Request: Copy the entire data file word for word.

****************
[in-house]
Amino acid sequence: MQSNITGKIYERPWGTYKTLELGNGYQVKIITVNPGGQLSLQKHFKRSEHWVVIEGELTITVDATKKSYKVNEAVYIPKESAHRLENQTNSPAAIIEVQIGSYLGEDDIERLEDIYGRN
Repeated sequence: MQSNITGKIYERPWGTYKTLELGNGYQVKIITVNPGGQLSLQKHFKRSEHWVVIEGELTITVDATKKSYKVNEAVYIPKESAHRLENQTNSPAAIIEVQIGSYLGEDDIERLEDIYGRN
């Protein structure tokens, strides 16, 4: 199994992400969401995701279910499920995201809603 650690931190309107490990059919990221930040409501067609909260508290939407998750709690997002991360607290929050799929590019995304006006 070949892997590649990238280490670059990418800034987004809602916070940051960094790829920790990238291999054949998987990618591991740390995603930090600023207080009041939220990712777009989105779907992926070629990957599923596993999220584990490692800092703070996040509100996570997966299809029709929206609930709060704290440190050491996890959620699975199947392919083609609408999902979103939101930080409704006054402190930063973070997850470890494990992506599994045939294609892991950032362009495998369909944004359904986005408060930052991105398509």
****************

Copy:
[in-house]
Amino acid sequence: MQSNITGKIYERPWGTYKTLELGNGYQVKIITVNPGGQLSLQKHFKRSEHWVVIEGELTITVDATKKSYKVNEAVYIPKESAHRLENQTNSPAAIIEVQIGSYLGEDDIERLEDIYGRN
Repeated sequence: MQSNITGKIYERPWGTYKTLELGNGYQVKIITVNPGGQLSLQKHFKRSEHWVVIEGELTITVDATKKSYKVNEAVYIPKESAHRLENQTNSPAAIIEVQIGSYLGEDDIERLEDIYGRN
């Protein structure tokens, strides 16, 4: 199994992400969401995701279910499920995201809603 650690931190309107490990059919990221930040409501067609909260508290939407998750709690997002991360607290929050799929590019995304006006 070949892997590649990238280490670059990418800034987004809602916070940051960094790829920790990238291999054949998987990618591991740390995603930090600023207080009041939220990712777009989105779907992926070629990957599923596993999220584990490692800092703070996040509100996570997966299809029709929206609930709060704290440190050491996890959620699975199947392919083609609408999902979103939101930080409704006054402190930063973070997850470890494990992506599994045939294609892991950032362009495998369909944004359904986005408060930052991105398509």